Ian loves when we sing to him, but I’ve had to change the lyrics a bit. As with my animals, I want my child to learn that his name is who he is, so I like to personalize his music a bit to try to engage him a bit more.
- Little Ian had a farm
- And on that farm he had a Reggie
- With an oink oink here
- And an oink oink there
- Here an oink
- There an oink
- Everywhere an oink oink
- Little Ian had a farm…
See? We add Ian’s critters into the song as well, and change their sounds to be a bit more realistic.
In all seriousness, Little Ian does have a little farm. I grew up around a menagerie of animals and want him to do the same. Animals teach compassion, responsibility, dedication, and reward. It’s one thing to own a bicycle, it’s another entirely to own an animal whose very existence depends on you. I want Ian to always understand that his actions have consequences. Who better to teach him that than animals? If you jerk on Bear’s reins or flop on his back, he’ll be happy to put you on the ground. If you scare Chaco, she runs to my bedroom and hides. If you throw the ball for Mogwai, you commit yourself to at least an hour of playing fetch. Consequences!
At just eight months old, Ian already has such a love for animals. I’ve written before about how much he loves his puppies, and how much he enjoys bouncing on Reggie, and now he’s learning the delights in raising chickens.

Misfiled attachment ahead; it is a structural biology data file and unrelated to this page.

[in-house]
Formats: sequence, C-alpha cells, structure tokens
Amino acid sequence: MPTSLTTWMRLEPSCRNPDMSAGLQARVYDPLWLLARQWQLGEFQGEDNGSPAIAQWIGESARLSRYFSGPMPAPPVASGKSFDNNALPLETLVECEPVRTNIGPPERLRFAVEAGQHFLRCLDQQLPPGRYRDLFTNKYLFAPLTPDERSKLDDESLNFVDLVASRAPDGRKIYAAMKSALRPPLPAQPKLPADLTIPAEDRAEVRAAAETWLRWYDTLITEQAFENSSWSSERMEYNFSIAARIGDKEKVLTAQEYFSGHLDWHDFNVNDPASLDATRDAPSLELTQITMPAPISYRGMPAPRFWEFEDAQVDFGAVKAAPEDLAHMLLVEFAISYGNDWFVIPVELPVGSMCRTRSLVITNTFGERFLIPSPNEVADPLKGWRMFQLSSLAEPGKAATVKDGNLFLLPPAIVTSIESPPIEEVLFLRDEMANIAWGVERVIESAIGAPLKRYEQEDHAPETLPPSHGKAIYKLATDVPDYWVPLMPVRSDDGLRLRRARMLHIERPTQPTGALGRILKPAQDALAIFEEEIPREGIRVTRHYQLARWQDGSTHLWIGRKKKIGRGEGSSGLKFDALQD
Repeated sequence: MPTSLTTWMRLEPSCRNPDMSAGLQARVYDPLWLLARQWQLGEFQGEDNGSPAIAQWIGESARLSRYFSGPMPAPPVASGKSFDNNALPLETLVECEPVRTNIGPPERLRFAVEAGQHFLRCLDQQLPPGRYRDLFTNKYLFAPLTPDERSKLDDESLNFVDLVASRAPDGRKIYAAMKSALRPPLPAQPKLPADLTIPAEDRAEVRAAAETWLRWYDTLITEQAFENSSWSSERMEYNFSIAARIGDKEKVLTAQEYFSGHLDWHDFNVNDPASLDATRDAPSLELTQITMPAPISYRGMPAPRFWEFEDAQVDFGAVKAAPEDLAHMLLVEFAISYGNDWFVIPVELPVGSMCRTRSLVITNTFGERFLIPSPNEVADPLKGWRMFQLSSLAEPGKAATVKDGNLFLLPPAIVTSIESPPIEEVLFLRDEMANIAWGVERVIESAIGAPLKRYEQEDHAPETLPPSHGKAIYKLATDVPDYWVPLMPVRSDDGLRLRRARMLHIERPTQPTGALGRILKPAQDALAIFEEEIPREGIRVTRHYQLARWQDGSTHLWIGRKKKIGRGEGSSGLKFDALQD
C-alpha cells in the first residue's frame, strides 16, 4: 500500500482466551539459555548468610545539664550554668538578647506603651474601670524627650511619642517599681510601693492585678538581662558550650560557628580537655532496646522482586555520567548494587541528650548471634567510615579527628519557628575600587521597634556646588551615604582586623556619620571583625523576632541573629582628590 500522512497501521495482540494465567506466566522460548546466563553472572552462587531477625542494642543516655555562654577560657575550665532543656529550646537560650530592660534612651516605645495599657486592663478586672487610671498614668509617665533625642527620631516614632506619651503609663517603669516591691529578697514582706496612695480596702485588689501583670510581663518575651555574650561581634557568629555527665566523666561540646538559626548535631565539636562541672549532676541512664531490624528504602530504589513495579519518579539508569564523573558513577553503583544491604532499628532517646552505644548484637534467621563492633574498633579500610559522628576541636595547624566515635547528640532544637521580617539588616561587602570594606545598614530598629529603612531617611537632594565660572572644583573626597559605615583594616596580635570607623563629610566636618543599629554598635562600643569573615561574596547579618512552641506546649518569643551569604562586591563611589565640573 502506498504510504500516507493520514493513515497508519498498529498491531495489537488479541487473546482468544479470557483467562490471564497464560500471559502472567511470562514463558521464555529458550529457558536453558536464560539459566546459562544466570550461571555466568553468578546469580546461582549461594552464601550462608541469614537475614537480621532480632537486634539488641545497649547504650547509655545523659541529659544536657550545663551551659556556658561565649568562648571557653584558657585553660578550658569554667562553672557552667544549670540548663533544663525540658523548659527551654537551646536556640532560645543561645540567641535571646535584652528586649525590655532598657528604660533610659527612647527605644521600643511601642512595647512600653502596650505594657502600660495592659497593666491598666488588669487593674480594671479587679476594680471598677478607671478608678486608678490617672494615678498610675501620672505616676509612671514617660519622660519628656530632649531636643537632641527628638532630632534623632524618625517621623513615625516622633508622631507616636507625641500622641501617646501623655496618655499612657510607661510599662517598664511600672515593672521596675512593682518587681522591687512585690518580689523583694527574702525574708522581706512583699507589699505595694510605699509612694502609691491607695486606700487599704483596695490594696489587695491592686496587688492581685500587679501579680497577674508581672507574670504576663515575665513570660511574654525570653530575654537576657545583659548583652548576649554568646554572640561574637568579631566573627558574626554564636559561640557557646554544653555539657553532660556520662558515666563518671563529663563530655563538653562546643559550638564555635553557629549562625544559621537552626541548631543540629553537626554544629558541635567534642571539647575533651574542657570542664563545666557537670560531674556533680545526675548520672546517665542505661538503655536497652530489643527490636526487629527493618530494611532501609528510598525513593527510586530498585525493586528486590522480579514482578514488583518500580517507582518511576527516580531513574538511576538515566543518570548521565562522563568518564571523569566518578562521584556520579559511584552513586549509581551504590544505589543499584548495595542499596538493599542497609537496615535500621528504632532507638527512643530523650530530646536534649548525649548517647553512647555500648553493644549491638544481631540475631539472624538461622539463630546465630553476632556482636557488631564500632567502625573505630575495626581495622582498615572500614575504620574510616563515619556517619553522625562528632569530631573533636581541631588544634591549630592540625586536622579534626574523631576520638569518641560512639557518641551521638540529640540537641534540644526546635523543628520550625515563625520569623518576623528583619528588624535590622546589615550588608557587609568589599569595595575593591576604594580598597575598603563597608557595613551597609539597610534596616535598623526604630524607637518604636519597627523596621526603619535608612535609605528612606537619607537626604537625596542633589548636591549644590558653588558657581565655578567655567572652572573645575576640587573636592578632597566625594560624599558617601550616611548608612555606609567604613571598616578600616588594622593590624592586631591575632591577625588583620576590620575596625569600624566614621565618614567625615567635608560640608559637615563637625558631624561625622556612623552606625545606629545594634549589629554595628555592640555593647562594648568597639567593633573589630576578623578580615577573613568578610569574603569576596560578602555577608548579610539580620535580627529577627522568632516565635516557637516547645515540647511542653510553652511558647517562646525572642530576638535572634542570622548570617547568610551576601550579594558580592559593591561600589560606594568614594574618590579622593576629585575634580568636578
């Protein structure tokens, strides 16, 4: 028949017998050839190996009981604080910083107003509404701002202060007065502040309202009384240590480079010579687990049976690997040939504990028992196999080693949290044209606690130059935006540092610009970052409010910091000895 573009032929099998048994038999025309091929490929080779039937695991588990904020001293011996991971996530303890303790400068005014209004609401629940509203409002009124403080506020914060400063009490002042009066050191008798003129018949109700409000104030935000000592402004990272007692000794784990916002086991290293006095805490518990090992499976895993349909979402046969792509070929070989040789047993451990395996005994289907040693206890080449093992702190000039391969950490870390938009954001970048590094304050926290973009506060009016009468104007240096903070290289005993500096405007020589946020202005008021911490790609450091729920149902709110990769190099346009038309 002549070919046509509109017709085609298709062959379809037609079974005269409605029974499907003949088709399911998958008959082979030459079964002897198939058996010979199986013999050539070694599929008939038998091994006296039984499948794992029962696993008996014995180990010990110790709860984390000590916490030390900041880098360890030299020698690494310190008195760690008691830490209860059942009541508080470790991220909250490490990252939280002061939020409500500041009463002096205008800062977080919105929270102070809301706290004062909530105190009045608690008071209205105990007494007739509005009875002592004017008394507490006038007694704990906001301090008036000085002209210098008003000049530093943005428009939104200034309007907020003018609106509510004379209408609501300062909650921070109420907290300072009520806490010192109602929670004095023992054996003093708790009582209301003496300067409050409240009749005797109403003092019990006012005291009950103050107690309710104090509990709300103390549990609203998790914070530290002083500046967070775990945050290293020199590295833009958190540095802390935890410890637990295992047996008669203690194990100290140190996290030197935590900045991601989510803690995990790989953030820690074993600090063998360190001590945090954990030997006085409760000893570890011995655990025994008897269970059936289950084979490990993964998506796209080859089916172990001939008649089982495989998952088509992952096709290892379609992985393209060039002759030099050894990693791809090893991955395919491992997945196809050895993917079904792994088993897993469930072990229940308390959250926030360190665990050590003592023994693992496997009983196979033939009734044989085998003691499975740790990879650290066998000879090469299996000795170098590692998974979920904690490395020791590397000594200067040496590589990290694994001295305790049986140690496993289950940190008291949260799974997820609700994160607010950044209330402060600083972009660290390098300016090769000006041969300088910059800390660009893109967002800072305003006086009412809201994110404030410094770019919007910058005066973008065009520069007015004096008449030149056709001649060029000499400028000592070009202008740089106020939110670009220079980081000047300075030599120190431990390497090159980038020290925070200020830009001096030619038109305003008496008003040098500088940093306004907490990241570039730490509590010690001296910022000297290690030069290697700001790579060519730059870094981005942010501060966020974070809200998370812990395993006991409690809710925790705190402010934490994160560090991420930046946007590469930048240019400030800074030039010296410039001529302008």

Ian gets so excited when he sees us pulling on our mud boots –he knows that means we’re going to feed animals. Our newest chickens cluck and and carry on louder than any other chickens we’ve ever had. Ian giggles up a storm when he hears the chickens’ racket. If we make clucking noises at Ian he grins and crawls towards the back door.
Another of Ian’s favorite features of farm life is John Deere. Just as Ian loves riding Reggie, I think he loves driving the tractor even more.
I don’t think this upsets Grandpa too much as he’s a diehard John Deere fan. In fact, he’s even brought Ian quite an array of John Deere and Carhartt overhauls and shirts. If you’re going to be a farm kid, you’ve got to dress the part!